Monday, May 25, 2009
ANOTHER DAY TO FORGET
It's Memorial Day again. A time for cookouts with hamburgers and hot dogs, parties, the first official kickoff to Summer. A day for ultra-patriotic flag-waving, singing "God Bless America". Yeah.
Actually, it's not about any of those.
OK, what about honoring the troops, praising their sacrifice and heroism? No again.
Memorial Day has nothing to do with the living. Matter of fact, it has nothing to do with the deceased who came home.
Memorial Day has become a day to forget. Forget those who never came back. Forget those who may still languish in some prison. Forget those who died as prisoners of war. Forget those whose remains were never found. Memorial Day has become a day to pretend those men never really existed after all. Instead, we have replaced their memories with parades, cookouts, races, picnics, vacations and self-indulgence.
Memorial Day was first started by Confederate widows (depending on which story you count as authentic will determine which state you think these originated in). Northern occupation authorities knew a smart idea when they saw one, and soon various memorial days sprung up all across the country. By the end of World War II, the fallen of five different wars were being honored and remembered. But in 1951 the memorials took a new, darker meaning.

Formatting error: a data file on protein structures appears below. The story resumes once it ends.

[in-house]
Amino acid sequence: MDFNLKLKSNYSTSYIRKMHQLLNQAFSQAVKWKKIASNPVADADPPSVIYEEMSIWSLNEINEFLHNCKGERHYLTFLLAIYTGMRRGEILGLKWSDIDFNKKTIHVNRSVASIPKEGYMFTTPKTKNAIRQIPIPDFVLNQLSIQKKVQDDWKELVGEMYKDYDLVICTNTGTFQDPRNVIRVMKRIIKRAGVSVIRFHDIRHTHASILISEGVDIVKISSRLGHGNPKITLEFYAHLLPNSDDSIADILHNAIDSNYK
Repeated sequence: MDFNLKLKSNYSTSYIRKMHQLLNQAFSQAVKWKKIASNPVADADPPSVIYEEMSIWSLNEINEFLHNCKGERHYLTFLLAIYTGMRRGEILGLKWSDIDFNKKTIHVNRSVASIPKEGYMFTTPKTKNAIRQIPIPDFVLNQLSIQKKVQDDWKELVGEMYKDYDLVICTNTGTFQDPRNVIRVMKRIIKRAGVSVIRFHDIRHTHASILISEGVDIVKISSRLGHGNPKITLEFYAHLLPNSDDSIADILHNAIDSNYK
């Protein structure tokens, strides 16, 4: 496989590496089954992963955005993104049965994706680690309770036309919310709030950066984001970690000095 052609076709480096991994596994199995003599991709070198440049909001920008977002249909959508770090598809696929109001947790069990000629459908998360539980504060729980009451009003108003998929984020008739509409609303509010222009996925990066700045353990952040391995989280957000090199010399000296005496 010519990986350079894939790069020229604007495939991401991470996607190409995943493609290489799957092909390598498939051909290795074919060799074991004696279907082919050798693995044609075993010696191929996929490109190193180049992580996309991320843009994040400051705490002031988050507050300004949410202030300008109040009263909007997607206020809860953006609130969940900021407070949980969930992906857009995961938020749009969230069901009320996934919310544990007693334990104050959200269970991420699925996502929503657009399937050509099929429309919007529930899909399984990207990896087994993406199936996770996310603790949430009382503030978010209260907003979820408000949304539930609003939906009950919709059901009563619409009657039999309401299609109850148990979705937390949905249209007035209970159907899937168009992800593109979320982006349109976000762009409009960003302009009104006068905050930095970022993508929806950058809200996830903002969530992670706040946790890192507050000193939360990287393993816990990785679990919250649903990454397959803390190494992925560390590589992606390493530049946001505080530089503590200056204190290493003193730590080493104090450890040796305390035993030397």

In 1951 rising hostilities turned into the Korean Conflict. When that ended in 1953 at a stalemate, our government had done something that had been totally unthinkable - allowed countless numbers of men to remain behind enemy lines. Many of these men were listed as MIA - missing in action, presumably captured by the enemy, or were known to be POWs, actual prisoners of war. And they would remain there.
Because we ignored General MacArthur's advice, we once again became involved in a war that our government was determined not to win or lose (although we really did lose that one). As in Korea, we left countless numbers of men behind enemy lines in Vietnam.
For a number of years, many wore bracelets with the names of those men; but now, we forget. Instead of remembering, we choose drunkenness and gluttony. Instead of solemnly reminding those around us, we choose to teach the next generation to be self-absorbed.
Memorial Day, like Independence Day, has become just another national party day, and we could care less about what it is supposed to be.
I will not forget.
I will fly the Black Flag.
I will remember those men who died behind enemy lines. I will remember those who may still remain as prisoners.
I will not forget.
**Addendum: According to many figures, we did leave men behind enemy lines in WW1, WW2 and as recently as the Persian Gulf wars. The following are sites that have been established for those POWs/MIAs - POWMIA.com, the Library of Congress' Vietnam Era POW/MIA Database, the Department of Defense POW/MIA Office, the Joint POW/MIA Accounting Command, and the National League of Families of POWs and MIAS.